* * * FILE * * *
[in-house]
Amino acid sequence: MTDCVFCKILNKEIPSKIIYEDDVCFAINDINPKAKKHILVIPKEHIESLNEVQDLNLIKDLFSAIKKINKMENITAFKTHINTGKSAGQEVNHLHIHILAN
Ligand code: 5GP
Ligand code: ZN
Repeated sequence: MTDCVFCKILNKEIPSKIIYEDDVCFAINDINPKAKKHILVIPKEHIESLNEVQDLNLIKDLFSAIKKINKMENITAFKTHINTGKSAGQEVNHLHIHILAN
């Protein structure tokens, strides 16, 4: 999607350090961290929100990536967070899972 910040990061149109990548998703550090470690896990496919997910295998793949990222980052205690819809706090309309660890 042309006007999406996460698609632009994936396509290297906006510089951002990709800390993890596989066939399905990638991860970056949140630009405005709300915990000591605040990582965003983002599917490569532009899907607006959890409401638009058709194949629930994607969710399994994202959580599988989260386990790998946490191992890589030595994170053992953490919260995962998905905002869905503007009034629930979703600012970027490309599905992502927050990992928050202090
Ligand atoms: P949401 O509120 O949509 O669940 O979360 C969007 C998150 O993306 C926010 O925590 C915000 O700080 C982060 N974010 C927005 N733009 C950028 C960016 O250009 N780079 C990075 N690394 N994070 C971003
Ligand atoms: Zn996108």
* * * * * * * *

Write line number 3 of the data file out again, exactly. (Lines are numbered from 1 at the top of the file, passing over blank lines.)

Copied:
Ligand code: 5GP